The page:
The CMMG unit (front) next to the regular bolt group for my AR, notice the case shaped extension that goes into the chamber. Since the unit is designed for both .223 and 5.56 rifles, I believe the round will "jump" a small gap from the end of this to the barrel rifling in 5.56 rifles, as .223 is a bit shorter in chamber length.

Receiver halves "shotgunned" with the normal bolt still in the weapon and the adapter ready to be inserted. This, along with the mags, is the only modification that needs to be done to shoot .22lr in your rifle.

I found a handy way to store the unit was in an old AR cleaning kit pouch (from back before the Otis units were all the issued rage in the service).

The unit "detailed stripped". There are no instructions for this, so you just need to figure it out. Give you a hint, spread the bars of the bottom unit just a bit and the front part with the chamber adapter can be slid out and the rest comes off. Don't blame me if you mess up your unit doing this though.

The plastic .22 mags (left), a Magpul Polymer PMAG (center) and a US GI aluminum mag (right). The prevalence of plastic and polymer mags is so wide spread that I thought it best to mark the .22 mags with a purple stripe to mark them as "toy" mags...just in case.

The one FTE we had in 250+ rounds, a classic stovepipe.

The unit does not fully work to make the AR function as it would normally. The bolt hold open doesn't work and even though the bolt "locks back" after the last round it just stops against the magazine follower and will slam home as soon as you remove the magazine. You need to manually pull the charging handle back (which it only goes about 3/4 of the way back as normal with the unit installed) to load each mag. So if you are looking for a realistic training devise to shoot live ammo with cheaper that full power rounds this is not the kit for you if practicing high speed mag changes and the like are critical.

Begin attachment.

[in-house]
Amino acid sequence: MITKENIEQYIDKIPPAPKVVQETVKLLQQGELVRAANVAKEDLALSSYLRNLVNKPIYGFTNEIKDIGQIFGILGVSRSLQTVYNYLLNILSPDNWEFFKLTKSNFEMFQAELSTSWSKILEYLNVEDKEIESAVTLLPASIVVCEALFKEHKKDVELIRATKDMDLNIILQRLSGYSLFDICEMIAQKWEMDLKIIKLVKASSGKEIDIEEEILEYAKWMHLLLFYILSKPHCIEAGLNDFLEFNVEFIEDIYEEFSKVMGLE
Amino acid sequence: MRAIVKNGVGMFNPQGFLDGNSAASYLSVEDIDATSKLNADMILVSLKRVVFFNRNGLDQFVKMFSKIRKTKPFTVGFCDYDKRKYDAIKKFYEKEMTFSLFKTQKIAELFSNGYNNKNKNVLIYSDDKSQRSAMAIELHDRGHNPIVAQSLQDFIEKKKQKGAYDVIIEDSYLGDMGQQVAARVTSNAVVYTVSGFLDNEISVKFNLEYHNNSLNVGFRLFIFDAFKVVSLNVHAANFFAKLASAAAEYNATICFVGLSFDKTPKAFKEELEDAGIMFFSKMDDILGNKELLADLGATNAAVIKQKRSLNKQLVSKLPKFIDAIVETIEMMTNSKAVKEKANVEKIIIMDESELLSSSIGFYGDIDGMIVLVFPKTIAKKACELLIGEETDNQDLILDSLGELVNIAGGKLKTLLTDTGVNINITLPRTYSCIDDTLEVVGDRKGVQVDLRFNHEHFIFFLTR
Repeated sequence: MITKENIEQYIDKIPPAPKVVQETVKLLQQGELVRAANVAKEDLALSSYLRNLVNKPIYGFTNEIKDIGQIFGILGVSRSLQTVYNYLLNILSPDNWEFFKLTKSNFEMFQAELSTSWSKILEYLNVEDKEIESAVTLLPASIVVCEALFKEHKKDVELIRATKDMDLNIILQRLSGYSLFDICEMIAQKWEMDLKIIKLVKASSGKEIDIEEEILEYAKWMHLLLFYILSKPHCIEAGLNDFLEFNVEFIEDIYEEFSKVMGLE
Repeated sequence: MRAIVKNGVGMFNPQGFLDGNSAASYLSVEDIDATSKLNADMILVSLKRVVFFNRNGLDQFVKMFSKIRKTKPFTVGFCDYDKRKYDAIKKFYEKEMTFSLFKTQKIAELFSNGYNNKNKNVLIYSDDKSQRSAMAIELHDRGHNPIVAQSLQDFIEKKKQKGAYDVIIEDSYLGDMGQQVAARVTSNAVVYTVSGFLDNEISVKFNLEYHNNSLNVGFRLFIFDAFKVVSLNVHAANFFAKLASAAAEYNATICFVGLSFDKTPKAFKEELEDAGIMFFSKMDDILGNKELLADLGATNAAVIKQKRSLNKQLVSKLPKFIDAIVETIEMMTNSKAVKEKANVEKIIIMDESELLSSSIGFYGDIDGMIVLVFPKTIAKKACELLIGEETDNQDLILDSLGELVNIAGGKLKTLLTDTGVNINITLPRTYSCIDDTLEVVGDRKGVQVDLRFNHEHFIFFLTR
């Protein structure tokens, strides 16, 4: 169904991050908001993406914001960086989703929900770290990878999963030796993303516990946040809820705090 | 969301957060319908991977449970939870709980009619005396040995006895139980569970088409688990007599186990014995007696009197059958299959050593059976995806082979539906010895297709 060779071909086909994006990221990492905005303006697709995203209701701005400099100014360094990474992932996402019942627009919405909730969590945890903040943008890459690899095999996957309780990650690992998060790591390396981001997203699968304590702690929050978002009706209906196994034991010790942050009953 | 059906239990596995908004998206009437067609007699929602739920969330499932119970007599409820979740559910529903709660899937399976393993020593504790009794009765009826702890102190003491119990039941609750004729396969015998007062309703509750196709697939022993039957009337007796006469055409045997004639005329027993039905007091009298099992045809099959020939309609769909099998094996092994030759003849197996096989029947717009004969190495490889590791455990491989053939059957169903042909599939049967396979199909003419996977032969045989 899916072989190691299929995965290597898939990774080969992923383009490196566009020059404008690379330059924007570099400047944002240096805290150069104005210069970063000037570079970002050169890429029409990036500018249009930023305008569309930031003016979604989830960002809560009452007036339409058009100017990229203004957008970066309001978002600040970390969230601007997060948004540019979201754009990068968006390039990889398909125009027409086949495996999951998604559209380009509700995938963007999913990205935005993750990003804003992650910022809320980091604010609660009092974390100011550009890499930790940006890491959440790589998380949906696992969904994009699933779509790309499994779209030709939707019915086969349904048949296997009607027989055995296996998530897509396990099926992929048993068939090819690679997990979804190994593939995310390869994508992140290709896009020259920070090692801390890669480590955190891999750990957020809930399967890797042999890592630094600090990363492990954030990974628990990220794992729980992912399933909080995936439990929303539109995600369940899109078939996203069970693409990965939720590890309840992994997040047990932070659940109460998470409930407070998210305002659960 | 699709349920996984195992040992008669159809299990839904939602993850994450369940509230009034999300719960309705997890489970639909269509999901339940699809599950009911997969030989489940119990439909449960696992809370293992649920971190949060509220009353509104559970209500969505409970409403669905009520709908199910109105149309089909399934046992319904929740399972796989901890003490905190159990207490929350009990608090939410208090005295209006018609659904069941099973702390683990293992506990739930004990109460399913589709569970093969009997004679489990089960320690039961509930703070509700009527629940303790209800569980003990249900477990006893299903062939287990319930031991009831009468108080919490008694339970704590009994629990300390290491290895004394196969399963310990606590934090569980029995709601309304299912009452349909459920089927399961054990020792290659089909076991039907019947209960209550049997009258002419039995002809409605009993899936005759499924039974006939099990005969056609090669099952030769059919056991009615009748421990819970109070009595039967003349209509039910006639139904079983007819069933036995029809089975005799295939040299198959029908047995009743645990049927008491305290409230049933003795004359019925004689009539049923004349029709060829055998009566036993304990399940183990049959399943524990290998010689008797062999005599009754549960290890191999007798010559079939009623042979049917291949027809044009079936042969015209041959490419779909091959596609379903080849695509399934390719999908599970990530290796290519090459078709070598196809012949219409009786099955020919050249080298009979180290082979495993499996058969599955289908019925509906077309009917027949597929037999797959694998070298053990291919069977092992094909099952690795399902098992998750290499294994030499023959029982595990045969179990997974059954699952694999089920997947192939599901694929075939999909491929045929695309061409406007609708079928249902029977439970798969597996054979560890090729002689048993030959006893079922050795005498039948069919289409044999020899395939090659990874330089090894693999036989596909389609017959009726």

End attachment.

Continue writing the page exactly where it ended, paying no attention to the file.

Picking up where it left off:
However, as a option to turn your SHTF rifle into a weekend plinker for half the cost of most .22 rifles appeals to you, this will certainly fill that role!!



greg said...

Great review, you convinced me to give one a try. Always been a little skeptical of the accuracy. But wanted something reasonable to practice my high power/service rifle shooting with. My other option and ideally the best would be to go with a Compass Lake but I'm simple not a good enough shooter to justify the $1000+ price tag.

Thanks for taking the time to write it up.

Huey said...

thanks for commenting and I am glad I could be of service..

as an update I should point out I have discovered that the kit is sensative to ammo types...Cheap round nose seem to be the most reliable while HP rounds are somewhat touchy...CCI OK...Blazer not so OK...just buy a brick of lead or fmj and you should be fine..

Christopher said...

I purchased one of these kits after a recommendation from a friend for my M&P-15OR. I took mine to the range and it was horrible at first. Everything you mentioned, exactly as you described. I performed the same tasks as you before I read your review, and since, I have had no issues at all. Thanks for the review. Let's hope others read of our "simple fix" and decide to buy these inexpensive kits for use in their rifles.

-ABF2(AW) Christopher Garrett

Huey said...

Thanks for the reply Christopher..I was just talking to someone the other day how I need to get out and shoot this more!

I take it by the ABF2(AW) that you're in the Navy, thanks for your continued service to our nation. I could never figure out Navy rank though and the entire concept of the khaki community and such. I used to get DD214's from BUPERS for guys that joined the guard after the Navy and could hardly figure them out sometimes :-)